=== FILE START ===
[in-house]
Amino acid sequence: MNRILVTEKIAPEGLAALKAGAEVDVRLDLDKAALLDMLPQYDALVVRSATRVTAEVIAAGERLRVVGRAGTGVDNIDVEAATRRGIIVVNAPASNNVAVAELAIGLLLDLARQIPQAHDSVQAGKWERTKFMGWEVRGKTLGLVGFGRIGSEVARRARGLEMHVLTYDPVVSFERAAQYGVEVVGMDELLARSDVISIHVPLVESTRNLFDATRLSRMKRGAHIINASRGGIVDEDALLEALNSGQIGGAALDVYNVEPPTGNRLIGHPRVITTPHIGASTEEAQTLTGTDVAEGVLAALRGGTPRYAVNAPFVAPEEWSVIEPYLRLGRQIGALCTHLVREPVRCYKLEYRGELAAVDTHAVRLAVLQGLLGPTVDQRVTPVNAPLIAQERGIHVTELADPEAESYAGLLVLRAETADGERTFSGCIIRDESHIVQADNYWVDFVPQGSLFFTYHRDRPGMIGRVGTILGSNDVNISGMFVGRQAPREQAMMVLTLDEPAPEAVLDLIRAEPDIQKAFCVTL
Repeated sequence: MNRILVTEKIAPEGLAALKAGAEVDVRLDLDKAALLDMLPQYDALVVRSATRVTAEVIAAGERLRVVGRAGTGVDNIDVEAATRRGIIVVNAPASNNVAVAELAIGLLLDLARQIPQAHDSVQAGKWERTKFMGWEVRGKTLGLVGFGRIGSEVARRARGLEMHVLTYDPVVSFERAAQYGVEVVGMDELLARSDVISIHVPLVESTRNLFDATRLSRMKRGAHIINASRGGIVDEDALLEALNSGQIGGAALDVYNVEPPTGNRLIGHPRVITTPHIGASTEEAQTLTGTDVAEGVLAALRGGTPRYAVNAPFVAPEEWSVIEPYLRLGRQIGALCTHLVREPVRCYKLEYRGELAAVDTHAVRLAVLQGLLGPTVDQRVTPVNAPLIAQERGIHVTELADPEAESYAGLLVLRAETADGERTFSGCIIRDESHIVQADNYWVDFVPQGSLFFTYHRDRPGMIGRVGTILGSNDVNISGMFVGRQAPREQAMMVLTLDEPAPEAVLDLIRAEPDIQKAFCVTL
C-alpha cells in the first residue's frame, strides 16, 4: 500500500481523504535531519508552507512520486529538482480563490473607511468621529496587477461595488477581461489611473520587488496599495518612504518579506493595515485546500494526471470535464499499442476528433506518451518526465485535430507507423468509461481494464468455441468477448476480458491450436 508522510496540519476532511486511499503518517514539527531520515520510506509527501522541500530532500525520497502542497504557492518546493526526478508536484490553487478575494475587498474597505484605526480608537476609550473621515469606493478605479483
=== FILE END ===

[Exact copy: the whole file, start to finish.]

[in-house]
Amino acid sequence: MNRILVTEKIAPEGLAALKAGAEVDVRLDLDKAALLDMLPQYDALVVRSATRVTAEVIAAGERLRVVGRAGTGVDNIDVEAATRRGIIVVNAPASNNVAVAELAIGLLLDLARQIPQAHDSVQAGKWERTKFMGWEVRGKTLGLVGFGRIGSEVARRARGLEMHVLTYDPVVSFERAAQYGVEVVGMDELLARSDVISIHVPLVESTRNLFDATRLSRMKRGAHIINASRGGIVDEDALLEALNSGQIGGAALDVYNVEPPTGNRLIGHPRVITTPHIGASTEEAQTLTGTDVAEGVLAALRGGTPRYAVNAPFVAPEEWSVIEPYLRLGRQIGALCTHLVREPVRCYKLEYRGELAAVDTHAVRLAVLQGLLGPTVDQRVTPVNAPLIAQERGIHVTELADPEAESYAGLLVLRAETADGERTFSGCIIRDESHIVQADNYWVDFVPQGSLFFTYHRDRPGMIGRVGTILGSNDVNISGMFVGRQAPREQAMMVLTLDEPAPEAVLDLIRAEPDIQKAFCVTL
Repeated sequence: MNRILVTEKIAPEGLAALKAGAEVDVRLDLDKAALLDMLPQYDALVVRSATRVTAEVIAAGERLRVVGRAGTGVDNIDVEAATRRGIIVVNAPASNNVAVAELAIGLLLDLARQIPQAHDSVQAGKWERTKFMGWEVRGKTLGLVGFGRIGSEVARRARGLEMHVLTYDPVVSFERAAQYGVEVVGMDELLARSDVISIHVPLVESTRNLFDATRLSRMKRGAHIINASRGGIVDEDALLEALNSGQIGGAALDVYNVEPPTGNRLIGHPRVITTPHIGASTEEAQTLTGTDVAEGVLAALRGGTPRYAVNAPFVAPEEWSVIEPYLRLGRQIGALCTHLVREPVRCYKLEYRGELAAVDTHAVRLAVLQGLLGPTVDQRVTPVNAPLIAQERGIHVTELADPEAESYAGLLVLRAETADGERTFSGCIIRDESHIVQADNYWVDFVPQGSLFFTYHRDRPGMIGRVGTILGSNDVNISGMFVGRQAPREQAMMVLTLDEPAPEAVLDLIRAEPDIQKAFCVTL
C-alpha cells in the first residue's frame, strides 16, 4: 500500500481523504535531519508552507512520486529538482480563490473607511468621529496587477461595488477581461489611473520587488496599495518612504518579506493595515485546500494526471470535464499499442476528433506518451518526465485535430507507423468509461481494464468455441468477448476480458491450436 508522510496540519476532511486511499503518517514539527531520515520510506509527501522541500530532500525520497502542497504557492518546493526526478508536484490553487478575494475587498474597505484605526480608537476609550473621515469606493478605479483